The latest release of CDC’s Morbidity and Mortality Weekly Report (MMWR) highlights the rapidly expanding program to routinely test all newborns for critical congenital heart disease (CCHD). In September 2011, CCHD was added to the HHS secretary’s Recommended Uniform Screening Panel (RUSP) for all newborns in the United States. Currently, the vast majority of states require CCHD screening for newborns while others have policies in the pipeline.
As noted in the MMWR, in 2014 CDC began partnering with the Newborn Screening Technical assistance and Evaluation Program (NewSTEPs), a program of APHL in collaboration with the Colorado School of Public Health. NewSTEPs is a national newborn screening program designed to provide data, technical assistance and training to state newborn screening programs across the country.
Sikha Singh, manager of NewSTEPs (APHL), and Marci Sontag, associate director of NewSTEPs (Colorado School of Public Health), answered some questions about bringing routine CCHD screening to all 50 states.
A primary role for NewSTEPs in the success of the CCHD newborn screening program has been data collection. Why is data collection a key contributor to this program’s success?
As with all newborn screening, it is important to have continuous quality assurance programs for CCHD screening. Data shows us what is working and where improvements can be made. At the public health level (as opposed to clinical care), we are always asking these questions:
– How many newborns were screened?
– Were there any newborns who were not screened but should have been?
– How many newborns had abnormal screening results and what happened to them?
– Did the newborns who had abnormal results receive the appropriate follow-up and care?
– Is the testing algorithm being appropriately implemented?
– Can changes be made to the algorithm to decrease inaccurate results?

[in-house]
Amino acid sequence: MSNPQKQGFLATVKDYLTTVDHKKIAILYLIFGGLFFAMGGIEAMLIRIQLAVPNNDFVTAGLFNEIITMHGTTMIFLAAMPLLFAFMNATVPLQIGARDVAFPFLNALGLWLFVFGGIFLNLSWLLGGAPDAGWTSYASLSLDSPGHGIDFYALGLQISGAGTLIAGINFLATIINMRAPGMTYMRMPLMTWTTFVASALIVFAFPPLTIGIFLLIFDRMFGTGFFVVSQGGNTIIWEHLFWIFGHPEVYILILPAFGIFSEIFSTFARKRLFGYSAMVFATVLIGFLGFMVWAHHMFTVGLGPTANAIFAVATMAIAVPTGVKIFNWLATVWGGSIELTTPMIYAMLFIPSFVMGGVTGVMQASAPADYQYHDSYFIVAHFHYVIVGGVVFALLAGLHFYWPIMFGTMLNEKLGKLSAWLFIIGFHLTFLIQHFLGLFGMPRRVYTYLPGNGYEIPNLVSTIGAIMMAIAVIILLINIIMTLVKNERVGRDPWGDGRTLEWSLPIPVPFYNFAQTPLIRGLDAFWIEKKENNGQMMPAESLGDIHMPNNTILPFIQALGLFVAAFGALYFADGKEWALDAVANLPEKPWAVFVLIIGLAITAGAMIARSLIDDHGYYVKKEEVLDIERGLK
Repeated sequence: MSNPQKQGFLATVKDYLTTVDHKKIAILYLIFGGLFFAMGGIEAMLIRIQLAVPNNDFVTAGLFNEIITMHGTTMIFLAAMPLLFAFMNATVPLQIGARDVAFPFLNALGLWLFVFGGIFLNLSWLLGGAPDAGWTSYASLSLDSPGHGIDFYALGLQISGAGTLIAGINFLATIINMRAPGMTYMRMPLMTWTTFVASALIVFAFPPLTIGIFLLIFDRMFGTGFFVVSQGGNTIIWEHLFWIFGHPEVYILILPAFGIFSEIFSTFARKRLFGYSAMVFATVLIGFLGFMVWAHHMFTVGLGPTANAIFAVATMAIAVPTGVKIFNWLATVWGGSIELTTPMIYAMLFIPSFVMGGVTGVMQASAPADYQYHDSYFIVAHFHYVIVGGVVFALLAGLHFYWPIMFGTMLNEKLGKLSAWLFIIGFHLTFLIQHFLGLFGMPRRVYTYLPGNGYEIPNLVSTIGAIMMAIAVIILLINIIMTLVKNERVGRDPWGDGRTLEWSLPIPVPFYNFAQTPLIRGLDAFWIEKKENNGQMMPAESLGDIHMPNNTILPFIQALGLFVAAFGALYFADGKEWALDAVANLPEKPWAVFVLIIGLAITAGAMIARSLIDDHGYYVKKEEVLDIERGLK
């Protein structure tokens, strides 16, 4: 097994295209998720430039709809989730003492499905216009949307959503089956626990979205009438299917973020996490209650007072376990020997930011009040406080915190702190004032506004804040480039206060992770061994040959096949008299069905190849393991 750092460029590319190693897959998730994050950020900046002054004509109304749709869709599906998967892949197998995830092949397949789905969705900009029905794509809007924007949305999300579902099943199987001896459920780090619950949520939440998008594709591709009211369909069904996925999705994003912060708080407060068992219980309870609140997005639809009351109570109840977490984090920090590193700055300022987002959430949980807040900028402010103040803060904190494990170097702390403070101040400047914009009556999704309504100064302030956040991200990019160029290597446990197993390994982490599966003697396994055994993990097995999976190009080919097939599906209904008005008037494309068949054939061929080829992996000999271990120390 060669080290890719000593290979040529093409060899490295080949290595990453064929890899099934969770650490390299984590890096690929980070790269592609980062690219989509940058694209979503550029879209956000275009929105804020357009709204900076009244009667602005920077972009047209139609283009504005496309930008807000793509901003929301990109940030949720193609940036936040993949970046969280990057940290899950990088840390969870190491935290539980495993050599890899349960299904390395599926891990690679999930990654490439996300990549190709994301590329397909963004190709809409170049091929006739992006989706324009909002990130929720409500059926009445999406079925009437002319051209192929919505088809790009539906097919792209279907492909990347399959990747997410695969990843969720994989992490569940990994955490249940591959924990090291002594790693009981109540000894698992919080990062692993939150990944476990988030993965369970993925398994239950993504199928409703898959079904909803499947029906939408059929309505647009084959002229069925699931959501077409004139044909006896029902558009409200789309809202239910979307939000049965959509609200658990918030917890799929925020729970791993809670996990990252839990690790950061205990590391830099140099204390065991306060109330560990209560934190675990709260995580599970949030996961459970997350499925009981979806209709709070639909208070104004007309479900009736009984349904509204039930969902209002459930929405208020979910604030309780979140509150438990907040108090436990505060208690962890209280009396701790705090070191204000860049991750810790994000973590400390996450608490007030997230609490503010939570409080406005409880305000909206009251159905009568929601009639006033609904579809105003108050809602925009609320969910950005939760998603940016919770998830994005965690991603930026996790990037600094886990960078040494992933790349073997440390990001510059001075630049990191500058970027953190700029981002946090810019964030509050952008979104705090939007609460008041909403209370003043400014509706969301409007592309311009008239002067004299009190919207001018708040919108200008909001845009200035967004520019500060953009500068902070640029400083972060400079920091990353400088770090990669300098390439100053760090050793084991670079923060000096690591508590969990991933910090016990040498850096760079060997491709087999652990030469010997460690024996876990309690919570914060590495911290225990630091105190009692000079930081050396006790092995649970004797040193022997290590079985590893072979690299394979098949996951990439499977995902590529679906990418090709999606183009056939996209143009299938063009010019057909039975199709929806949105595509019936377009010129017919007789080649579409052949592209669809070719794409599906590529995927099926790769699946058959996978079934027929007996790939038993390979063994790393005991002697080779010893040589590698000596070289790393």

CCHD newborn screening is done right in the hospital with a pulse-oximeter that is placed on the baby’s foot. No sample is sent to a public health laboratory like with other newborn screening tests. So why is APHL involved in this aspect of the newborn screening program?
APHL and NewSTEPs are a newborn screening resource, so we are responsible for supporting that system. CCHD screening is one of two point-of-care newborn screening tests that are not laboratory- based (hearing loss detection is the other.) In many cases, newborn screening program staff are covering all aspects of the state’s newborn screening program. If our members and partners are focused on the entire system, we need to be as well.
Why was the addition of CCHD testing so significant for the newborn screening program?
Addressing CCHD screenings is very different from other newborn screens because abnormal results mean a baby requires immediate follow-up care prior to leaving the hospital. Abnormal results would indicate a dire situation and, in many cases, the solution is open heart surgery. CCHD screening therefore sets off a completely different chain of events than other newborn screens.
From the direct perspective of NewSTEPs, the exchange of information is different. With laboratory- based newborn screening, data is typically sent from the state public health laboratories to birthing facilities. With CCHD, we are working to get data from birthing facilities to newborn screening programs, which poses significant financial and logistical challenges.
More broadly speaking, the addition of CCHD to newborn screening panels has expanded public health’s commitment to addressing severe conditions in the very early stages of life before permanent damage can be done. While newborn screening once referred only to metabolic conditions, it now includes many other types of heritable diseases as well. The addition of both CCHD and hearing loss detection brought newborn screening into completely new territories but under the same goal of saving and improving babies’ lives.
What needs to happen to have all 50 states routinely screening every newborn for CCHD?
As the MMWR indicates, we are very close to having all states routinely screening for CCHD. In fact, additional states have begun mandatory CCHD screenings since the MMWR was written. NewSTEPs works closely with each state to evaluate the best mechanism for moving routine CCHD screening forward. In some states, legislative action has been necessary to move CCHD screening forward, but other states have mandated screening through regulatory action, and yet other states have implemented statewide screening absent a legislative or regulatory mandate. Through our ongoing data collection and analysis, along with the help of partner organizations and parent advocates, we have the tools and the momentum necessary to ensure that CCHD newborn screening becomes the standard of care in all states.